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Ways for Kids to Help Out in the Community

author image Julie Boehlke
Julie is an avid outdoor enthusiast who loves to camp with friends and family. Julie spends her free time writing, working on her novel and brewing up new recipes of wine—her newest hobby. She enjoys scouring junk shops and antique boutiques in search of rare finds and one of-a-kind treasures. She collects vintage dishes and antiquarian books. Julie spends her days being followed around aimlessly by her most adoring fan—Mushu the pug. She ventures out on weekends to the remote trails and deep north woods of Michigan. Julie also enjoys exploring out of the way nooks and crannies along the great lakes shoreline.
Ways for Kids to Help Out in the Community
Children who volunteer make their communities better places to live.


If community service and volunteerism is a big part of your life, that's something you want your children to value, as well. Volunteering together not only helps others, but also draws a family closer, according to the KidsHealth website. At the same time, kids who volunteer become acquainted with their community, gain an awareness of the larger world and take pride in what they're doing. The child who helps you serve a hot meal today could be a future Peace Corps or AmeriCorps volunteer.

Community Clean-up

A community clean-up can be a relatively easy way for children to improve their community. Your town may have an annual spring clean-up. If so, you and your children could just join in, picking up trash in parks and other public areas. If your town doesn't have a yearly clean-up day, go out with your children on a Saturday morning and as a family pick up trash in those public areas. Also consider getting your children's school or Boy Scout or Girl Scout groups involved. Schedule a weekend morning every month or every season to spruce up these areas.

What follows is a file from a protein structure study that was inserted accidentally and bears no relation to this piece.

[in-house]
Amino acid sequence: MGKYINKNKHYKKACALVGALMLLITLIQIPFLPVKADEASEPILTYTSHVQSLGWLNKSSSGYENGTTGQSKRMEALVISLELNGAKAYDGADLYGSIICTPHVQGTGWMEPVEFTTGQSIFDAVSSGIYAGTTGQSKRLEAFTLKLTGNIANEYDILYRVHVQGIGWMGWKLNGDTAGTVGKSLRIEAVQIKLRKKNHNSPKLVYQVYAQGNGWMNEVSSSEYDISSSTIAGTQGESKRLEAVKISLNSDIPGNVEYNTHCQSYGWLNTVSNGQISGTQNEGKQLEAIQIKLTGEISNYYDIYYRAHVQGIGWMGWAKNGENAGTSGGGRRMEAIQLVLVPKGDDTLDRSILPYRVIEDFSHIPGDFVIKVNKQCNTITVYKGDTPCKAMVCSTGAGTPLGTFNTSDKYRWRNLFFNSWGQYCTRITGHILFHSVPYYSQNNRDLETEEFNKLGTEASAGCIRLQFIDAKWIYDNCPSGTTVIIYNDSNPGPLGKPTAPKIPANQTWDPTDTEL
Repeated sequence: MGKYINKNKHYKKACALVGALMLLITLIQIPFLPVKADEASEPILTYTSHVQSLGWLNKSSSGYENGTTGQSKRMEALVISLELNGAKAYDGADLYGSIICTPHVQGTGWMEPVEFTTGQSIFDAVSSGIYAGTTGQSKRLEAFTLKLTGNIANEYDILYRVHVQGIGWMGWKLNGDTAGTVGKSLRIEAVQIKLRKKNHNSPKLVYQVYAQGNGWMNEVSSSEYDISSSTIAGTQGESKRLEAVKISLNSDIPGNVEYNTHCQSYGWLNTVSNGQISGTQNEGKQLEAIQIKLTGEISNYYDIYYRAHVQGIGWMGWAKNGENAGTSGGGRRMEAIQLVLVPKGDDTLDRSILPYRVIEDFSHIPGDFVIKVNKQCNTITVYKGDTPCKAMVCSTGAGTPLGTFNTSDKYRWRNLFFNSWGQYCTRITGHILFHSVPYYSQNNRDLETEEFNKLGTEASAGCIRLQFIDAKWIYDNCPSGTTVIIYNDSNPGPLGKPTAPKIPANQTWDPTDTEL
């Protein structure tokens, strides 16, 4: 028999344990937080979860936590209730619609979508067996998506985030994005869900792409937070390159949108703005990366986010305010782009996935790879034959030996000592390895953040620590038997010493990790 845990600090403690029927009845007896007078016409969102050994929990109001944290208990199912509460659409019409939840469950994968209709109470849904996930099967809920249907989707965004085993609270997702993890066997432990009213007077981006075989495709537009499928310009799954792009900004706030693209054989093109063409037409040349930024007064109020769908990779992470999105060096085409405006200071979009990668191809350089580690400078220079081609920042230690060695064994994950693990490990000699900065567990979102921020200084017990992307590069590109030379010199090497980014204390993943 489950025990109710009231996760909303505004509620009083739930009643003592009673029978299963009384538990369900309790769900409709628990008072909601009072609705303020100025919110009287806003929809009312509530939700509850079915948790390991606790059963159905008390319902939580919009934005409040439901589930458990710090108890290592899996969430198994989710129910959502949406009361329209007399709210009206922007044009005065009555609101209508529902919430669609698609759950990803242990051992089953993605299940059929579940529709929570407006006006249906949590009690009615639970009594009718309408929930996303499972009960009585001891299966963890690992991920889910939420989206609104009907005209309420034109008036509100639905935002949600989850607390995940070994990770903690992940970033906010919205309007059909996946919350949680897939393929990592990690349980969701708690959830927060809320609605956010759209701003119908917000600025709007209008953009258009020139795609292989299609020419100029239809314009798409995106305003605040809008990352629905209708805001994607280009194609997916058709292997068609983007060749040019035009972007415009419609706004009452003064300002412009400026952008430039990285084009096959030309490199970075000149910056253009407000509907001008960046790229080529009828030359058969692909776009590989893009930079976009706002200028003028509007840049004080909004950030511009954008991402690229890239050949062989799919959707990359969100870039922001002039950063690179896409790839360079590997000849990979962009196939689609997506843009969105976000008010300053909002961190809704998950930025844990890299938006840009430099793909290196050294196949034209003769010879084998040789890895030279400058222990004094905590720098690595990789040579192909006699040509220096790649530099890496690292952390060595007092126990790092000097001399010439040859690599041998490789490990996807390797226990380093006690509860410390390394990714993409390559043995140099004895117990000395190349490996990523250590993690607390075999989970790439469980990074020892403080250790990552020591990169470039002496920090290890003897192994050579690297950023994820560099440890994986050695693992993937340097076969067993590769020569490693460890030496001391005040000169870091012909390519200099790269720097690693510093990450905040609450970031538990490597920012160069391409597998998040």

In "The Teenagers Guide to the Real World," author Marshall Brain writes that most homeless shelters welcome volunteers and have a variety of programs through which you can get involved. Teenagers might "help prepare or distribute meals, work behind the scenes in the business office, help...stock the pantry, etc.," he writes. Younger children, with their parents' help, could organize a canned food or toy drive or host a fundraiser. Again, this kind of effort is ideal for school groups and organizations such as the Boy Scouts and Girl Scouts.

Plant a Garden

Many cities, strapped for money to provide even basic services, cannot afford to beautify public areas. At the same time, city neighborhoods often have vacant plots that could benefit from a vegetable patch or flowers. Planting a garden or landscaping a public area not only improves the appearance of the community, but also teaches children about plants and how they grow. Some university extension services have staff members or master gardeners who can provide expertise for a raised bed project. Harvested vegetables could be donated to a local hot meal program or neighborhood residents in need.

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